Observing

Don’t miss Jupiter’s ‘unravelling’ Great Red Spot

6 June 2019 Ade Ashford

The Great Red Spot (GRS) is the solar system’s largest known storm, an Earth-sized anticyclone that has raged in the atmosphere of Jupiter for at least two centuries. But recent observations from Earth and space suggest that this iconic Jovian feature is undergoing huge changes that could herald its demise.

Observing

Get ready for prime-time Jupiter and its multi-moon events in 2019

30 May 2019 Ade Ashford

Jupiter, the solar system’s largest planet, reaches opposition on 10 June in the constellation of Ophiuchus (the Serpent Bearer) and is visible low in the southern sky of the UK through the night. Observers with small to medium aperture telescopes can see a number of shadow transits of Jupiter’s Galilean moons and view the planet’s Great Red Spot throughout June.

Observing

See the Moon and Jupiter get close in the small hours of 21 May

19 May 2019 Ade Ashford

Observers in the UK with clear skies around 1am BST on Tuesday, 21 May can see Jupiter, the solar system’s largest planet, just 4 degrees from the waning gibbous Moon low in the south-southeast. At this time both the Moon and Jupiter fit within the same field of view of binoculars magnifying less than 10×, while telescope users can also view Jupiter’s Great Red Spot.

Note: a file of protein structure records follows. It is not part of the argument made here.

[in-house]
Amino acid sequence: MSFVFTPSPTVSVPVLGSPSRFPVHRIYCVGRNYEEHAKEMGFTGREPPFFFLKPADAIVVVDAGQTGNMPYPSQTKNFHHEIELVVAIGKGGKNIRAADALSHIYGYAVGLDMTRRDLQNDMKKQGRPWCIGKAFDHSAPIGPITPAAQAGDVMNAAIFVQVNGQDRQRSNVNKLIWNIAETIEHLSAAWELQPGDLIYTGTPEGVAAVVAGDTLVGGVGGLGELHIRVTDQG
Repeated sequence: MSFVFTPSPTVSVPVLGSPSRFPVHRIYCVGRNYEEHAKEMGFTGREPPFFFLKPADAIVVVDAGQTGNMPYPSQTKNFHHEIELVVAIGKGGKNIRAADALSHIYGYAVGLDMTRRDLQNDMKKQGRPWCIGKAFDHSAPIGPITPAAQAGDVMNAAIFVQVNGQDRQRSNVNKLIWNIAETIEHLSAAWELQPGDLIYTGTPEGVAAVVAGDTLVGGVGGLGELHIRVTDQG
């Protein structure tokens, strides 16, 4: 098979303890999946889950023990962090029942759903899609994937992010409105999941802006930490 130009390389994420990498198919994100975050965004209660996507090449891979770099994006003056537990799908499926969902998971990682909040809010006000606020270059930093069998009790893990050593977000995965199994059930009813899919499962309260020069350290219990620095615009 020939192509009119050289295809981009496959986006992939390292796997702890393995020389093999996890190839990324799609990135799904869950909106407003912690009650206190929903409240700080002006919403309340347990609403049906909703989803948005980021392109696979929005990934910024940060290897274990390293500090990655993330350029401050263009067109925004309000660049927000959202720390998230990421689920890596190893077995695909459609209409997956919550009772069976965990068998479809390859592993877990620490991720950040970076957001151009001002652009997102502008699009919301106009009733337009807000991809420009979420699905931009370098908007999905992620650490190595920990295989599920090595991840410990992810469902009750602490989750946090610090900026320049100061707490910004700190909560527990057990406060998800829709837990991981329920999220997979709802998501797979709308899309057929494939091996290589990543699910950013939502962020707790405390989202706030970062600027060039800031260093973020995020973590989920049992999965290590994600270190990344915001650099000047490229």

Observing

See the waning Moon meet Jupiter and Saturn at dawn, 27–29 March

25 March 2019 Ade Ashford

For lunar and planetary enthusiasts, the only naked-eye planet of the evening sky is distant and tiny Mars in the constellation of Taurus. But if you’re prepared to be an early riser, the dawn sky is where you’ll find two of the solar system’s heavyweights, Jupiter and Saturn, getting up close with the Moon on 27 and 29 March, respectively.

Picture This

Dramatic Jupiter

26 February 2019 Astronomy Now

Dramatic atmospheric features in Jupiter’s northern hemisphere are captured in this view from NASA’s Juno spacecraft.

Observing

See a dawn triple conjunction and a lunar occultation on 31 January

22 January 2019 Ade Ashford

Skywatchers in the UK and Western Europe should look low to the south-southeast an hour before sunrise on 31 January to see a beautiful naked-eye conjunction of Venus, the old crescent Moon and Jupiter, all within a span of 8½ degrees. But if you have a telescope and live in just the right place, you can also see the Moon hide a double star.